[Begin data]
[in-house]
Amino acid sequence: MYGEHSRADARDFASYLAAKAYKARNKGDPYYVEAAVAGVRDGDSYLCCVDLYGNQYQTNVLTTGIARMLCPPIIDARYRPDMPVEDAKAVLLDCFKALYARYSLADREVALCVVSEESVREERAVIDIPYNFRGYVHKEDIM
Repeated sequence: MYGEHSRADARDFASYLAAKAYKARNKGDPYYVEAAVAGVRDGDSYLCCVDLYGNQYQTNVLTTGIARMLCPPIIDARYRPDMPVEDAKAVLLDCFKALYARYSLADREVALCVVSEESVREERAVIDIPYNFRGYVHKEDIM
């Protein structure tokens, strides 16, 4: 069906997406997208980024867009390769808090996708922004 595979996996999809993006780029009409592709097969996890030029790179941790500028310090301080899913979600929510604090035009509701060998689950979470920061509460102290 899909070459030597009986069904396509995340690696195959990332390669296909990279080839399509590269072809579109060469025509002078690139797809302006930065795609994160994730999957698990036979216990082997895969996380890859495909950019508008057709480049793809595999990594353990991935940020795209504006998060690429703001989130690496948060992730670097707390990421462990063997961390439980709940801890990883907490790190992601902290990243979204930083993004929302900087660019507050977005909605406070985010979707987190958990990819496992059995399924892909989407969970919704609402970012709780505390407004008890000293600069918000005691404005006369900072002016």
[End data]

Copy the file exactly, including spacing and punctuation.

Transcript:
[in-house]
Amino acid sequence: MYGEHSRADARDFASYLAAKAYKARNKGDPYYVEAAVAGVRDGDSYLCCVDLYGNQYQTNVLTTGIARMLCPPIIDARYRPDMPVEDAKAVLLDCFKALYARYSLADREVALCVVSEESVREERAVIDIPYNFRGYVHKEDIM
Repeated sequence: MYGEHSRADARDFASYLAAKAYKARNKGDPYYVEAAVAGVRDGDSYLCCVDLYGNQYQTNVLTTGIARMLCPPIIDARYRPDMPVEDAKAVLLDCFKALYARYSLADREVALCVVSEESVREERAVIDIPYNFRGYVHKEDIM
């Protein structure tokens, strides 16, 4: 069906997406997208980024867009390769808090996708922004 595979996996999809993006780029009409592709097969996890030029790179941790500028310090301080899913979600929510604090035009509701060998689950979470920061509460102290 899909070459030597009986069904396509995340690696195959990332390669296909990279080839399509590269072809579109060469025509002078690139797809302006930065795609994160994730999957698990036979216990082997895969996380890859495909950019508008057709480049793809595999990594353990991935940020795209504006998060690429703001989130690496948060992730670097707390990421462990063997961390439980709940801890990883907490790190992601902290990243979204930083993004929302900087660019507050977005909605406070985010979707987190958990990819496992059995399924892909989407969970919704609402970012709780505390407004008890000293600069918000005691404005006369900072002016």